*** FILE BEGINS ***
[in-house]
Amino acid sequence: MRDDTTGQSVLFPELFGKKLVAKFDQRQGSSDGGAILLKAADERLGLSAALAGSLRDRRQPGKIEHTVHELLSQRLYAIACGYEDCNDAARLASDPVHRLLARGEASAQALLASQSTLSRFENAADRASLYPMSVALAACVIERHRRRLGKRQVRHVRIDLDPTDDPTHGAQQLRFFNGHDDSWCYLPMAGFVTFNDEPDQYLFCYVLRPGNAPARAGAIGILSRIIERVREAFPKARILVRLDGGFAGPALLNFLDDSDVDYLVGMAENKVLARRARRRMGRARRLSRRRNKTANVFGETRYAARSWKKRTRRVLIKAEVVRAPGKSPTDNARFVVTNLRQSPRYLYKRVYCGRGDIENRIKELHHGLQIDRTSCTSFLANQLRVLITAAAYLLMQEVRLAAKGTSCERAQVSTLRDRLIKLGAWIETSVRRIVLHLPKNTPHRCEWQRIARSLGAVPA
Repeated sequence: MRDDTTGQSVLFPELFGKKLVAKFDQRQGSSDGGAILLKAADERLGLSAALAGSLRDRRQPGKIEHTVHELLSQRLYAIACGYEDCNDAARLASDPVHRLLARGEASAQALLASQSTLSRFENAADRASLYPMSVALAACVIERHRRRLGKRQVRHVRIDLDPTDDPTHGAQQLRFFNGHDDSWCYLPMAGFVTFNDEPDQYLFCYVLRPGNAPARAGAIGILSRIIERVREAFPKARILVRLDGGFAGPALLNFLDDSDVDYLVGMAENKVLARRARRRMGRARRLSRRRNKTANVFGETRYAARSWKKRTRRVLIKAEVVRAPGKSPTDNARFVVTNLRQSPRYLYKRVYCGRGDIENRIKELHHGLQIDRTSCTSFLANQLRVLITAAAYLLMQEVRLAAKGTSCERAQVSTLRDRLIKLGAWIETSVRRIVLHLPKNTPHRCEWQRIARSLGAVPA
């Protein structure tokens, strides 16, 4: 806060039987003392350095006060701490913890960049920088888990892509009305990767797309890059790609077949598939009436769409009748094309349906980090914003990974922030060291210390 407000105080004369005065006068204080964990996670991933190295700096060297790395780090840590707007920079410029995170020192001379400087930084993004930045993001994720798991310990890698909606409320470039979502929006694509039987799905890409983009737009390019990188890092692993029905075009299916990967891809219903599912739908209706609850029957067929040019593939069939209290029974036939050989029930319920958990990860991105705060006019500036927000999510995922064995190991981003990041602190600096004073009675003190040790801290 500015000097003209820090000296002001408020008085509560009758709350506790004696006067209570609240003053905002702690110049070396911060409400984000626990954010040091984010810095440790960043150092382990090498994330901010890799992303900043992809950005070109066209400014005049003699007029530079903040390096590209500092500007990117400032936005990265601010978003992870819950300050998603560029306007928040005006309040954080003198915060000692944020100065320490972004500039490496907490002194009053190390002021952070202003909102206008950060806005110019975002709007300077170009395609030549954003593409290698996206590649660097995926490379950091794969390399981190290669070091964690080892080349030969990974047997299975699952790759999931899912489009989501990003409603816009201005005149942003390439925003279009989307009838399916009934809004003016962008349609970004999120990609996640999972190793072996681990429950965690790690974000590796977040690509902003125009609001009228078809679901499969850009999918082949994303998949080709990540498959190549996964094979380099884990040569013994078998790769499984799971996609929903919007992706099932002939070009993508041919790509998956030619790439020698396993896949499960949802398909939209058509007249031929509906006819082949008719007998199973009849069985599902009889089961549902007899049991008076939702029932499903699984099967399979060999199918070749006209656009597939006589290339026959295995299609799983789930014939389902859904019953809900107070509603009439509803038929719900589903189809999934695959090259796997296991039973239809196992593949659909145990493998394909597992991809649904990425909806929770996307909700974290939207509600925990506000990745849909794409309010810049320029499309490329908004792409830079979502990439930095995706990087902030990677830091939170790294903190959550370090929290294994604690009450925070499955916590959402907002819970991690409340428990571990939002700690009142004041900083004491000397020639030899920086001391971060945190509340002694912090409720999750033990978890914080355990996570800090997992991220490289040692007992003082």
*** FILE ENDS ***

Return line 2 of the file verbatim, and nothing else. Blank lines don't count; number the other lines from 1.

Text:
Amino acid sequence: MRDDTTGQSVLFPELFGKKLVAKFDQRQGSSDGGAILLKAADERLGLSAALAGSLRDRRQPGKIEHTVHELLSQRLYAIACGYEDCNDAARLASDPVHRLLARGEASAQALLASQSTLSRFENAADRASLYPMSVALAACVIERHRRRLGKRQVRHVRIDLDPTDDPTHGAQQLRFFNGHDDSWCYLPMAGFVTFNDEPDQYLFCYVLRPGNAPARAGAIGILSRIIERVREAFPKARILVRLDGGFAGPALLNFLDDSDVDYLVGMAENKVLARRARRRMGRARRLSRRRNKTANVFGETRYAARSWKKRTRRVLIKAEVVRAPGKSPTDNARFVVTNLRQSPRYLYKRVYCGRGDIENRIKELHHGLQIDRTSCTSFLANQLRVLITAAAYLLMQEVRLAAKGTSCERAQVSTLRDRLIKLGAWIETSVRRIVLHLPKNTPHRCEWQRIARSLGAVPA